-It’s straight stitch only. Okay, truth be told, I don’t really consider this much of a con because I do two things: piece and quilt. And those are exactly the two things this machine does really, really well. Personally, on the rare occasion that I need a zig zag or other stitch, I will pull out one of my other, smaller machines. If you use decorative stitches regularly but want the power and throat space of a Juki, I recommend the Juki DX 2000-QVP.
How I Really Feel About It
I FREAKING LOVE IT. Seriously, I could write a song about this machine.
“Big ol’ Juki, you’re the one. To make quilting lots of fun. When my world keeps spinning ‘round, we sew right here right now… Lucky I’m in love with my Juki; Lucky to have you, Jehoshaphat…” (apologies to Jason Mraz for a slight butchering of Lucky in Love. Also, yes, I named my machine Jehoshaphat)
Anyway, I adore it. It does and loves all the things I do and love, and 99% of my sewing happens here at home, so we’re basically a match made in heaven.
Also, I thought it would bug me that it’s controlled by a touch screen (I was planning to go all manual for my new sewing machine), but it’s turned out to be amazing because I can switch back and forth between piecing and free motion quilting so easily. And I can fiddle with my free motion quilting tension (we all know how that goes) without fiddling with the tension setting for piecing which means, over all, there’s a lot less fiddling. I’ve found that the machine holds tension well, too, even if I turn it off and come back later to keep quilting. I still recommend re-testing tension, of course, but it’s nice that there’s not a whole bunch of messing around every time I want to take a break and return to a project a bit later.
Also, I consider myself a “pokey piecer.” Meaning, I’m really not in any rush, and I just putter my way through. I don’t really like being puttery, but I don’t want to give up accuracy. There is no puttering with this machine. Because it goes fast and straight, I find myself making more progress more quickly because of the machine’s precision. It’s awesome.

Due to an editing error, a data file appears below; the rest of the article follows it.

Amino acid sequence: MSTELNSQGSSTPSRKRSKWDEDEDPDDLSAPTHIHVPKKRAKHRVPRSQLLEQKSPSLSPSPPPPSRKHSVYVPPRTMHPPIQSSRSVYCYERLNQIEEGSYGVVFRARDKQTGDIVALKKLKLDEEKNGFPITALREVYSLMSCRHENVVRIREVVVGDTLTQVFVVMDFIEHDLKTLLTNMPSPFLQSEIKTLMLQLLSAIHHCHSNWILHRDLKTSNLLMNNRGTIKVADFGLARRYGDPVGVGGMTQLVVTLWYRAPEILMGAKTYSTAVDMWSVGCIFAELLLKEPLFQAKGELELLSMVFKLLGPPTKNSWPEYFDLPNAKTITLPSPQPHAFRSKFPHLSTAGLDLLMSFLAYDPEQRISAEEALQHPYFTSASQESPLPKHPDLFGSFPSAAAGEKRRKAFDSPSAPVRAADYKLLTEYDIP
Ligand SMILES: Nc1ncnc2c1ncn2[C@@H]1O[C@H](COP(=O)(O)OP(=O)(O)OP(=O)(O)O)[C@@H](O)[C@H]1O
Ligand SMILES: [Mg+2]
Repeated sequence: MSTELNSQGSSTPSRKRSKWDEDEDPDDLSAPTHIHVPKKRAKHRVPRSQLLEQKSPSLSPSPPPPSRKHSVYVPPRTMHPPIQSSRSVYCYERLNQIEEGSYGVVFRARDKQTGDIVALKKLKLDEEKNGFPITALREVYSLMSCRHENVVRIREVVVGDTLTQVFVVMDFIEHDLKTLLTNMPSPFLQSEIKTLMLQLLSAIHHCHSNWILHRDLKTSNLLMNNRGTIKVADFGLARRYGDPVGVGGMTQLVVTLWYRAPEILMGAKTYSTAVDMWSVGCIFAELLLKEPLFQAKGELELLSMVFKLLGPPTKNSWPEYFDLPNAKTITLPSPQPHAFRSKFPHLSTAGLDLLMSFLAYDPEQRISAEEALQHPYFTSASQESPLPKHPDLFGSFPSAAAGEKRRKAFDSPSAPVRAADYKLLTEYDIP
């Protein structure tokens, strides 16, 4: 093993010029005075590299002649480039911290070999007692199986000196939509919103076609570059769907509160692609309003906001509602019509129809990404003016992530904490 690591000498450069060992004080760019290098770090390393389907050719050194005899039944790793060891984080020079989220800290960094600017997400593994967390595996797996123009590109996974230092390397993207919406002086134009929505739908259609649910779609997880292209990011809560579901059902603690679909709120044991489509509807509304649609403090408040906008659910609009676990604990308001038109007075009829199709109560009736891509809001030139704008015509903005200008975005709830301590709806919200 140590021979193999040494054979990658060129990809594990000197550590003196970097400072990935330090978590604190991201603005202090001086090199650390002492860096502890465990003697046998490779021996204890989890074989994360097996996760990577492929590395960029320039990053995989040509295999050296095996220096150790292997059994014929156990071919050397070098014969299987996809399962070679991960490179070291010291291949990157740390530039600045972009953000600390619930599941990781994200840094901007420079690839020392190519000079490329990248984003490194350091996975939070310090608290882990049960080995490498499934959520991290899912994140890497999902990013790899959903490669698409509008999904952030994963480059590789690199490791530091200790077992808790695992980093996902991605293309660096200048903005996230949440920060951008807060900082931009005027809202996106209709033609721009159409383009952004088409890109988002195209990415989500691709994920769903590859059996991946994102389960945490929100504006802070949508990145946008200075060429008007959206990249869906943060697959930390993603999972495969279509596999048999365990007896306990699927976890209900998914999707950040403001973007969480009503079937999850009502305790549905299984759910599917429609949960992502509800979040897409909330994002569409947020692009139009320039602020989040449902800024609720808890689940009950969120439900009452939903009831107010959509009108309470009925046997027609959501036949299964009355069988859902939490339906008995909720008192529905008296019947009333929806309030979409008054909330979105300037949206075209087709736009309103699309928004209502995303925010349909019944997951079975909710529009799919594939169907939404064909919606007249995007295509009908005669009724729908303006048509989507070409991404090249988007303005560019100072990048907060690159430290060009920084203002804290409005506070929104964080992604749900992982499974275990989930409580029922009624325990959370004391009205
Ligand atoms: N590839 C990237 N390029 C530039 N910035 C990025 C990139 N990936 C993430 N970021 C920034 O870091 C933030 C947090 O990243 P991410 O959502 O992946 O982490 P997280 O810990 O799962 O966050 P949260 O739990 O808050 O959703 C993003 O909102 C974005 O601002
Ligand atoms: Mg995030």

A Little Note About Needle Down
For two weeks, it bugged me to no end that the needle didn’t end DOWN on the machine when I paused my sewing, and I’d have to hit the “needle down’ button to holding my project in place. This isn’t a big deal with piecing, but it REALLY MATTERS with free motion quilting. I searched the manual, no luck. I poked around in the menus of the machine no luck. So I asked my girl Sheila at SewingMachine.com about it. She wasn’t sure exactly what menu it was in, but she knew there was a setting that would fix it. I did some more poking around and found it. Hallelujah!
Rockstar, my gift to you is to show you how to change this setting (Just click thru the menus like I’m showing you):
If you work like I work (in my sewing room, with a heavy focus on piecing and quilting), this is an amazing machine for you.
If you focus on piecing and quilting, but you want a machine that is more compact and portable, I highly recommend the Haruka TL-18 QVP. It’s also straight stitch only, but it sits on the table top, is all manual, and has a lovely 8” throat space.
If you love dependability and affordability of Juki, but you want a large quilting space AND decorative stitches, I recommend the Juki DX 2000-QVP.
I think these machines are hidden gems on the sewing machine market. I’m not sure why I feel like quilters often overlook Juki when researching new machines, but I have been seriously wowed by the quality and affordability Juki offers. Honestly, I think Jukis could and should become THE machine of choice for folks who are passionate about free motion quilting on their domestic machines.